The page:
A must see for me was Milford Sound only 40 miles (64 kilometres) away as the crow flies although with mountains and lakes in the way the actual distance by road was 180 miles (290 kilometres) and took over 3 hours. The drive there was spectacular and we stopped at a lake with a particularly pristine mirror refection of the surrounding mountains and forest before making our way through the Homer Tunnel to Milford. When we emerged the other side the weather had totally changed, Milford Sound is the wettest place in New Zealand!

The stunning scenery on the way to Milford Sound

The stunning scenery on the way to Milford Sound


Mirror Lake on the way to Milford Sound

Mirror Lake on the way to Milford Sound


Sign reflected in the Lake on the way to Milford Sound

Sign reflected in the Lake on the way to Milford Sound

Milford Sound is a 10 mile (16 kilometre) long fjord with very steep sides; Mitre Peak is the most famous and towered 5,551 feet (1,692 metres) over the Sound as we arrived to board our tour boat. With forest clinging to the sheer cliffs, waterfalls cascading into the Sound from high up and seals colonising the rocks (apparently there are dolphins in the Sound as well but we didn't see any the day we were there) it is one of the most stunning places in the world and part of a World Heritage Site covering the south west corner of New Zealand.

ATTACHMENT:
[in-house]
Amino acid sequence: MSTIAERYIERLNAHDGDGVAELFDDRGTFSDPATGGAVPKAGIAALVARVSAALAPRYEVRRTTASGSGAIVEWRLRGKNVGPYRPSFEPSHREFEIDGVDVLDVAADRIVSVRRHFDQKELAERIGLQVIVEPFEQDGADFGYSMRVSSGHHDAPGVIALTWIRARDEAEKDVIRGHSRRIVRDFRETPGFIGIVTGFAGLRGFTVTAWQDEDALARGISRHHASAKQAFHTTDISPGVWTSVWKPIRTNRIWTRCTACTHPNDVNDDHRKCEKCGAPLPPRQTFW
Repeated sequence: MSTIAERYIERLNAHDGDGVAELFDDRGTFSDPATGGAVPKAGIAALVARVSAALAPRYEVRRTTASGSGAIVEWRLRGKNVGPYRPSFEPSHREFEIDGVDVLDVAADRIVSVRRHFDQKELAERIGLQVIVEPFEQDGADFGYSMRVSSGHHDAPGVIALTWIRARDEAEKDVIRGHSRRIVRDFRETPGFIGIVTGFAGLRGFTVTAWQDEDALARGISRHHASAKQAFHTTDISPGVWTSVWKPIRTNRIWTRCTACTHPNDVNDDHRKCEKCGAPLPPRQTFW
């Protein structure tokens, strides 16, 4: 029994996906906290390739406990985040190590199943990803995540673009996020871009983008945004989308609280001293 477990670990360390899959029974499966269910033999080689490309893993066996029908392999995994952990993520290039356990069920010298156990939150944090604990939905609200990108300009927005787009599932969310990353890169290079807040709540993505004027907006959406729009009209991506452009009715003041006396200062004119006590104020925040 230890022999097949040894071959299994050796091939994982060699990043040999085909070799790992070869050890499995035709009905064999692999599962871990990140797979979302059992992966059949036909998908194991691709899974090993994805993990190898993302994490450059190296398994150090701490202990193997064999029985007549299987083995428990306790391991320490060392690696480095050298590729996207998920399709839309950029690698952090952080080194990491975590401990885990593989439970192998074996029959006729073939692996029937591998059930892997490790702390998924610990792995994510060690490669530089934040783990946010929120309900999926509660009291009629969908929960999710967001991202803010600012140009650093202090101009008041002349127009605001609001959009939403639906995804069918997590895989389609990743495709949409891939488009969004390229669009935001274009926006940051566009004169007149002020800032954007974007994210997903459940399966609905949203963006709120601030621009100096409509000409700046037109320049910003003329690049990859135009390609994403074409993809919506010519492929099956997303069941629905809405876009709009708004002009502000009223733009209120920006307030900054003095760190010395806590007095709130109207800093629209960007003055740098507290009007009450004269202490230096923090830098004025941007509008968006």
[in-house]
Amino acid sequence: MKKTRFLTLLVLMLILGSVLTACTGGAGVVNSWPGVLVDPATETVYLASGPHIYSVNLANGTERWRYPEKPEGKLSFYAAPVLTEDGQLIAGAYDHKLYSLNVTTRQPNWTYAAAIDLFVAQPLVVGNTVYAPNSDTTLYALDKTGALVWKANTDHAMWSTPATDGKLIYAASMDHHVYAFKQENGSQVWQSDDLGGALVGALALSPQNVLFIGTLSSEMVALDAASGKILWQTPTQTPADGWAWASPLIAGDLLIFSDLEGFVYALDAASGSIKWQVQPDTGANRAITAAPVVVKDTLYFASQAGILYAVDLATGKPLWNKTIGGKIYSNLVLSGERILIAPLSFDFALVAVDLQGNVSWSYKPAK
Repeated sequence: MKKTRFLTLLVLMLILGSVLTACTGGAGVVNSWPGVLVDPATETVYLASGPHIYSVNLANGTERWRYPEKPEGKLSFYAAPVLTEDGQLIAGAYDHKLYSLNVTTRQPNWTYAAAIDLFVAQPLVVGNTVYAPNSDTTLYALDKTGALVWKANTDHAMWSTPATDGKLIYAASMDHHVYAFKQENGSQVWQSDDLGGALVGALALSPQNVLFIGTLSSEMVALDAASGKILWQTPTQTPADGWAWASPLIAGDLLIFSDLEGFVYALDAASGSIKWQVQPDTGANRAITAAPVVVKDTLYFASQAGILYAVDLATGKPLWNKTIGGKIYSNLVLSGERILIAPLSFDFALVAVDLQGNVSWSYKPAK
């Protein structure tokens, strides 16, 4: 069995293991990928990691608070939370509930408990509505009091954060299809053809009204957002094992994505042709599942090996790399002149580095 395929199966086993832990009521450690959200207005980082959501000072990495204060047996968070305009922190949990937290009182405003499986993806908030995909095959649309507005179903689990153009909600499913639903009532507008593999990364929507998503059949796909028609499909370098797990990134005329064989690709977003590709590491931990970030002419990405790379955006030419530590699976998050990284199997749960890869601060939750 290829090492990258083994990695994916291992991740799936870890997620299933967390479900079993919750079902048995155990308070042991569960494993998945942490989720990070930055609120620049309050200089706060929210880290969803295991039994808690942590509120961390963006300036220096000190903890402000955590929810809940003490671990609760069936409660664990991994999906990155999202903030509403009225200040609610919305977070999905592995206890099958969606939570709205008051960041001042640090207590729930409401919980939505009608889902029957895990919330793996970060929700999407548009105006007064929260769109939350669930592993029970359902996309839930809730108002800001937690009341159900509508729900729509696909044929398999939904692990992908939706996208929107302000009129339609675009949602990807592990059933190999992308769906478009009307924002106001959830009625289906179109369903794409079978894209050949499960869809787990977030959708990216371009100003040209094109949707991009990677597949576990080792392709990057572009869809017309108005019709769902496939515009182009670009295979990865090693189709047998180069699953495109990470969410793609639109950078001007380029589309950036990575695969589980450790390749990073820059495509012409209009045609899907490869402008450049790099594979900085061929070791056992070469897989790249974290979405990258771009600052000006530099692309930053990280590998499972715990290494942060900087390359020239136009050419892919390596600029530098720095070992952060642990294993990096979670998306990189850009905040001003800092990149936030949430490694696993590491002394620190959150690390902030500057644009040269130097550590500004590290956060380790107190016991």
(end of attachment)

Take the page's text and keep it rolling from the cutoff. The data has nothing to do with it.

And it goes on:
Mitre Peak in Milford Sound (5,551 feet - 1,692 metres), for an idea of scale note the tour boat at its base!

Mitre Peak in Milford Sound (5,551 feet - 1,692 metres), for an idea of scale note the tour boat at its base!


Me by Fairy Falls in Milford Sound

Me by Fairy Falls in Milford Sound


Close up of the Fairy Falls in Milford Sound

Close up of the Fairy Falls in Milford Sound


St Annes Point at the mouth of Milford Sound, next stop Australia!

St Annes Point at the mouth of Milford Sound, next stop Australia!


Seals on Seal Rock in Milford Sound

Seals on Seal Rock in Milford Sound


Bowen Falls on the left as we return up Milford Sound

Bowen Falls on the left as we return up Milford Sound

Unfortunately it was when I arrived at Milford Sound that my camera began to indicate it had a problem. Two and a half months and five countries into my round the world trip even with most of them backed up (in triplicate - I am an IT Project Manager after all, always got to have a contingency plan!) you can imagine how I felt!